Jamaica Plain's Latin Quarter has some big news this week! First, it is being designated an official Massachusetts Cultural District. Second, a $100,000 federal grant was awarded to Boston, which will be used to produce a cultural district plan that will include artists in residence who will work with area youth and the community to create cultural vibrancy projects.
More than a year ago the Hyde Square Task Force (HSTF) began trying to obtain the cultural district designation from the Massachusetts Cultural Council, and on Thursday the HSTF will hold a press conference in front of the Blessed Sacrament Church on Centre Street to announce the grant and the new cultural district.
Two years ago the city designated the Hyde and Jackson Squares neighborhood as Boston's Latin Quarter, and now it will be known as the Latin Quarter Cultural District, becoming Boston's fourth cultural district.
“The creation of the Latin Quarter Cultural District is a significant step toward accomplishing several goals of the Boston Creates cultural plan, including to create fertile ground for a vibrant and sustainable arts and culture ecosystem,” said Julie Burros, Boston's Chief of Arts and Culture via press release. “I am eager to see Boston’s Latino community be celebrated and supported for years to come as a result of this cultural district.”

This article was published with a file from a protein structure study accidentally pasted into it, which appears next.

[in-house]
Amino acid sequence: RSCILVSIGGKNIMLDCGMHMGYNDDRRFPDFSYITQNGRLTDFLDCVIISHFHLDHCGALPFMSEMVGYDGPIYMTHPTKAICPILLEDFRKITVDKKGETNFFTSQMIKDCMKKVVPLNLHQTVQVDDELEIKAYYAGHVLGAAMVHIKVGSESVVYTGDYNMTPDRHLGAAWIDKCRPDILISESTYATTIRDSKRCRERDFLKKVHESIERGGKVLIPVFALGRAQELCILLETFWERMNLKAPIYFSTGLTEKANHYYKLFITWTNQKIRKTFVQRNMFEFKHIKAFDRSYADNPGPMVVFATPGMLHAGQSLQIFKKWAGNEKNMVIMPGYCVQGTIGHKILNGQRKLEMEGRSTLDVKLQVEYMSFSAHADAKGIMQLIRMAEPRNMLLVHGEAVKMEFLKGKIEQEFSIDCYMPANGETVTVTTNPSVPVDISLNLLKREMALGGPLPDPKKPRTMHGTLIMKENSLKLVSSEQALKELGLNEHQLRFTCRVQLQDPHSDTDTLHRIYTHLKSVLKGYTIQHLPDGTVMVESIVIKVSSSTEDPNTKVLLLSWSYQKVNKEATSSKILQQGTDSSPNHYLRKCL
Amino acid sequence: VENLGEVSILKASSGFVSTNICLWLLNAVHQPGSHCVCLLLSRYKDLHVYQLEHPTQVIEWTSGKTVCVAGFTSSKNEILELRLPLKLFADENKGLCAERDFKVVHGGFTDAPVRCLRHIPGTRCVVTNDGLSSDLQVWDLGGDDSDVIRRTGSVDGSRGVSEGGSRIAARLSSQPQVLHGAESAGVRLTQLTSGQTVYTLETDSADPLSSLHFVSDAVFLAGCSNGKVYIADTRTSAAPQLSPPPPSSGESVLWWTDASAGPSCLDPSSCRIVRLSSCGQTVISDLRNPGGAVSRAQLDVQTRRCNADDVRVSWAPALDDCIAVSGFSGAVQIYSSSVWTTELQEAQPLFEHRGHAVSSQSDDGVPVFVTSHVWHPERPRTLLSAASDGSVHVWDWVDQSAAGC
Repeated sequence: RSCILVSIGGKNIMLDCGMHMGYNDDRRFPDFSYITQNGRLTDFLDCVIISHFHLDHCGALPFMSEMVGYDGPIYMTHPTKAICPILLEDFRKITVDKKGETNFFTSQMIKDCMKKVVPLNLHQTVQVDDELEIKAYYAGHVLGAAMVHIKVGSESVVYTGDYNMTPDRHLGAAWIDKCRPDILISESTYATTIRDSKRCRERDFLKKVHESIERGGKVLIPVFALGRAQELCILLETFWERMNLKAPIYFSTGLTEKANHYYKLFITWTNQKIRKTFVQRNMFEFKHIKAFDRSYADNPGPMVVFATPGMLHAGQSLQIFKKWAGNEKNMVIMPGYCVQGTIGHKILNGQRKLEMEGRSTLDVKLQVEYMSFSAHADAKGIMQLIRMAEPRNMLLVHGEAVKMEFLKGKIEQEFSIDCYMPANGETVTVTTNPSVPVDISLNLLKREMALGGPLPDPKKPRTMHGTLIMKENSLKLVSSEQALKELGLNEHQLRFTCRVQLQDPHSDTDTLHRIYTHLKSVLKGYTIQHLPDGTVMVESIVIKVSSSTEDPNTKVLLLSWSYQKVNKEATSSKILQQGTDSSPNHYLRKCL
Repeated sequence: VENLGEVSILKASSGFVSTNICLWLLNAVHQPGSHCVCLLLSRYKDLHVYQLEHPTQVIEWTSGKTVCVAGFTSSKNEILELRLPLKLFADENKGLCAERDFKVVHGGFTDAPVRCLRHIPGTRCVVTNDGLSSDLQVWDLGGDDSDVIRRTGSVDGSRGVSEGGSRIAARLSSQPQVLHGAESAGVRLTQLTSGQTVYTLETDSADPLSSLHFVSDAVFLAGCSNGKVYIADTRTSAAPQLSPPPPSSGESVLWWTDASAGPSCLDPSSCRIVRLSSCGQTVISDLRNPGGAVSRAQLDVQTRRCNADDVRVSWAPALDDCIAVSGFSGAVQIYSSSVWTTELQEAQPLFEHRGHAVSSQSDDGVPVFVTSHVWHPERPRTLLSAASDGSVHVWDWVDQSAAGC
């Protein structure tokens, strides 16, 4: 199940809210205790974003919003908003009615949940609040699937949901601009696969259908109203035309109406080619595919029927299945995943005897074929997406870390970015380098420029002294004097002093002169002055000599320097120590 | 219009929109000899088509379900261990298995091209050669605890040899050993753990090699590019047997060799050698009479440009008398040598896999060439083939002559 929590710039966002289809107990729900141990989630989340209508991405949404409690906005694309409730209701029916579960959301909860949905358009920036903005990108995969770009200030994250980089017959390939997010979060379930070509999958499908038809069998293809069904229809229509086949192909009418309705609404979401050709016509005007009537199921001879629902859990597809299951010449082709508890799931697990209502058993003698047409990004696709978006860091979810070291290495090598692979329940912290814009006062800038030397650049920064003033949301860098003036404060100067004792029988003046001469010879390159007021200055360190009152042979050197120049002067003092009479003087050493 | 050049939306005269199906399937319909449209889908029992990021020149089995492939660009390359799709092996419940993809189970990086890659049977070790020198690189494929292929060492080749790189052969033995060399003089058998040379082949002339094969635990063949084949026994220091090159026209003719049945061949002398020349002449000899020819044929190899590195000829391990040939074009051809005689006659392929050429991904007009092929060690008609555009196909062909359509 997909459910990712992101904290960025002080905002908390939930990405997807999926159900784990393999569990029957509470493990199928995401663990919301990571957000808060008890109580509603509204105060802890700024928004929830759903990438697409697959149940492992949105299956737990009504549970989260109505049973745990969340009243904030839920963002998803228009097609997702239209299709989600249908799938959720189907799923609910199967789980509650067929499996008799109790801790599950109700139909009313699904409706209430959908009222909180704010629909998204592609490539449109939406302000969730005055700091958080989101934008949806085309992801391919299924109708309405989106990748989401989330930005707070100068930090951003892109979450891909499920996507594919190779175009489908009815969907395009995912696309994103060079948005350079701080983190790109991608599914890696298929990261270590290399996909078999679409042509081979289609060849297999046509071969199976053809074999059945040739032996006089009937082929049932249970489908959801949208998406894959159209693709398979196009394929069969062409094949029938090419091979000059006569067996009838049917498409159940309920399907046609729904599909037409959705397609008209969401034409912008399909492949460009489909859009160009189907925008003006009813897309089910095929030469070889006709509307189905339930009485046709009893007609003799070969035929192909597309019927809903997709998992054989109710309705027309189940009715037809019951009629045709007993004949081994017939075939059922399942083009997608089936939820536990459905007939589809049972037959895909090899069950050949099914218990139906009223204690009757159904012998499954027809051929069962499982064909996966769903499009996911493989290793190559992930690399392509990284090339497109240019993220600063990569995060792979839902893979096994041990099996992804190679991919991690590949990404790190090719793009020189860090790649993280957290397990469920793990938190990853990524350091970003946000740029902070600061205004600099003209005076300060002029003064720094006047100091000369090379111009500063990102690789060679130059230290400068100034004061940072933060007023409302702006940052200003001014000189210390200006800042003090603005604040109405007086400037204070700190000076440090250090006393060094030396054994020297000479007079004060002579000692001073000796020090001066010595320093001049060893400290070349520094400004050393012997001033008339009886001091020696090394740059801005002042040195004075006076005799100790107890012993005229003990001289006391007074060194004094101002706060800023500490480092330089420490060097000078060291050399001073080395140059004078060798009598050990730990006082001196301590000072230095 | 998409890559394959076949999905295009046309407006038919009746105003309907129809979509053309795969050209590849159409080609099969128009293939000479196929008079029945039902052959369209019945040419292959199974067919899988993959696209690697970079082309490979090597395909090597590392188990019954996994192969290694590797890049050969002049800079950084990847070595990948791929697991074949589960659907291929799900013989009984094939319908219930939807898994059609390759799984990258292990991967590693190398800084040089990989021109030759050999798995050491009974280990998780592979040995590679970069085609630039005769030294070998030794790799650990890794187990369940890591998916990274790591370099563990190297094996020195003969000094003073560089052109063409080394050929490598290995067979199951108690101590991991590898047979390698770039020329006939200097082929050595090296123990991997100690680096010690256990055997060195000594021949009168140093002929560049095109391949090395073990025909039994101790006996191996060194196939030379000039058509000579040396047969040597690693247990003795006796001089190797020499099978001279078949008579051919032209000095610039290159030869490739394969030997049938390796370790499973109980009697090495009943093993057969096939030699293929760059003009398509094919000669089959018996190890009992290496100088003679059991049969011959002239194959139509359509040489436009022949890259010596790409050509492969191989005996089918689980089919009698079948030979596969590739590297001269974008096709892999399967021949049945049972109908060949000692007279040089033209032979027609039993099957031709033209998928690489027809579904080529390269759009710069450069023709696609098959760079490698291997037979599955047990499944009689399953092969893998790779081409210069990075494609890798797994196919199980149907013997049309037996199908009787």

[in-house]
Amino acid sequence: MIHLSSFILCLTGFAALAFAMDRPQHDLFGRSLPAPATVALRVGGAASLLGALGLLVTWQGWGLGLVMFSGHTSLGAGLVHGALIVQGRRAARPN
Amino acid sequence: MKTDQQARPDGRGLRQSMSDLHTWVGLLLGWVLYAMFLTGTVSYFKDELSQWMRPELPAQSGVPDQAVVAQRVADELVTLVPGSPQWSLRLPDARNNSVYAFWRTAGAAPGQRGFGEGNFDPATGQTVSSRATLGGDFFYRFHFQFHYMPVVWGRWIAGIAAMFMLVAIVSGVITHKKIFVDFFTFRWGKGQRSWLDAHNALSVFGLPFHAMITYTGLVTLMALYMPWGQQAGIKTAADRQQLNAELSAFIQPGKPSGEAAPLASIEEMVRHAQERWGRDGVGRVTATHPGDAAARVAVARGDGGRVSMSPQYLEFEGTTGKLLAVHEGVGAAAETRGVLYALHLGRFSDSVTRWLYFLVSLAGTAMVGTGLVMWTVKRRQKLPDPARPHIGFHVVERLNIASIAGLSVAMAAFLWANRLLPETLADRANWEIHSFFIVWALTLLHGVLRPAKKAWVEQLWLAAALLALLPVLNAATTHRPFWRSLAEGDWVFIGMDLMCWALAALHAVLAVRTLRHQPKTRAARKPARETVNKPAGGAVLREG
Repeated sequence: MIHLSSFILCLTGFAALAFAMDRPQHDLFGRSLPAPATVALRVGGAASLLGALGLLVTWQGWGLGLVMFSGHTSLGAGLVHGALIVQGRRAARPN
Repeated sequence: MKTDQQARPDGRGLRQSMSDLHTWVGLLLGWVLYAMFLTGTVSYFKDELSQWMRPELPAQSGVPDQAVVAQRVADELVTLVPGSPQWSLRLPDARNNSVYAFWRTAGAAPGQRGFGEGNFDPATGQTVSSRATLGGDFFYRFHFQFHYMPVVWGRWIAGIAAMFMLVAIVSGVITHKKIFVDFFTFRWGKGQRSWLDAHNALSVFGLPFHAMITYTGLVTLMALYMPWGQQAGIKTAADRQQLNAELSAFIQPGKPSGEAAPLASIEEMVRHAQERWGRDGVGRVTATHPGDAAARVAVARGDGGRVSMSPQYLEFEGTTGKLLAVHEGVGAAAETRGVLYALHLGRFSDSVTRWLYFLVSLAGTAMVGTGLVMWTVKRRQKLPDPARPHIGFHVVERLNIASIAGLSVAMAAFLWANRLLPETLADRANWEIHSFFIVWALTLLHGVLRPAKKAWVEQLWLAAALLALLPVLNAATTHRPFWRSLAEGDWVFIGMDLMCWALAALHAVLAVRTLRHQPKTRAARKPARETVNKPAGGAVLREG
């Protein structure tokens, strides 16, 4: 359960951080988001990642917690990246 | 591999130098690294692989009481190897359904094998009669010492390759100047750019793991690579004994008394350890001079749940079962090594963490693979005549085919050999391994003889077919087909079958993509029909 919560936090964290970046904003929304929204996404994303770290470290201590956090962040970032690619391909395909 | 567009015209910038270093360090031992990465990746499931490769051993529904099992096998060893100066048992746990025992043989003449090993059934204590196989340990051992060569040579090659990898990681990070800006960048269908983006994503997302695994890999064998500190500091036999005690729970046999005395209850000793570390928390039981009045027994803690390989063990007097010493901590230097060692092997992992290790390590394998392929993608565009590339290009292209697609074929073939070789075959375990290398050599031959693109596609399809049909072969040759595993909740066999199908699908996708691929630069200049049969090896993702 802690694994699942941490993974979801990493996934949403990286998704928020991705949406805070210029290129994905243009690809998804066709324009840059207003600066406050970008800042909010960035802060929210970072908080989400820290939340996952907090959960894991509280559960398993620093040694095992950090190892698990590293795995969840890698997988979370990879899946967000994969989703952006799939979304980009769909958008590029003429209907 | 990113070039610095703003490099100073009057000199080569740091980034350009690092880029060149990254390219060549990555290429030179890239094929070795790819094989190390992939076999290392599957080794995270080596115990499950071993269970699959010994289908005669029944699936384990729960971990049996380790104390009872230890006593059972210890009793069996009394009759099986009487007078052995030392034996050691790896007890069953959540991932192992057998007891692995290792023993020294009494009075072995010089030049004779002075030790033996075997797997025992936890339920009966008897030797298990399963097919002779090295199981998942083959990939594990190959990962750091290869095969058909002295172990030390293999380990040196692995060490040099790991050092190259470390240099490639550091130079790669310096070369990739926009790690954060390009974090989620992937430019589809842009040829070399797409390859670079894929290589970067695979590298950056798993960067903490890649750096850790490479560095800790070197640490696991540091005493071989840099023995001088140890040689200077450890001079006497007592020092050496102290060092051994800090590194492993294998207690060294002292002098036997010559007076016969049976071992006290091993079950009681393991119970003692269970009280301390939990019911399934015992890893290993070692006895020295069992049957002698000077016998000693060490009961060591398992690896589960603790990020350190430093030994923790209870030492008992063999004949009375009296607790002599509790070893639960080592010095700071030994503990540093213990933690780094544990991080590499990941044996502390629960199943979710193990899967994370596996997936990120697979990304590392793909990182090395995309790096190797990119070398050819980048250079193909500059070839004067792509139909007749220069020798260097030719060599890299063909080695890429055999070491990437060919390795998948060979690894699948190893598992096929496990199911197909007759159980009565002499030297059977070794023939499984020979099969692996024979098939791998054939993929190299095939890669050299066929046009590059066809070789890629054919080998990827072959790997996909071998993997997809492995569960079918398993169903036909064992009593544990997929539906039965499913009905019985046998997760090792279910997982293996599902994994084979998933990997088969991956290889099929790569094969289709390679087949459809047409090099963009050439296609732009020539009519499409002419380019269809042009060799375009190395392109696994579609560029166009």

HSTF will work with the Metropolitan Area Planning Commission to create a cultural district plan. The grant will also be used to create and implement a Latin Quarter marketing plan and establish the Latin Quarter Advisory Council and fund artists in residence, said Ken Tangvik, director of organizing and engagement for HSTF, to Jamaica Plain News.
The Hyde and Jackson Squares neighborhood has a rich history of Latino immigrants from Cuba, Puerto Rico, Dominican Republic, Central and South America and more. The Latin Quarter has more than 125 businesses with the majority of them Latino owned.
"We are thrilled to partner with the city of Boston, the Metropolitan Area Planning Commission and local Afro-Latin artists to bring vibrancy to Boston's Latin Quarter and to create a long range plan for this cultural district," said Celina Miranda, executive director of the Hyde Square Task Force, via press release.
The grant is one of 60 awards totaling $4.1 million supporting projects across the nation through the Our Town Program of the National Endowment of the Arts.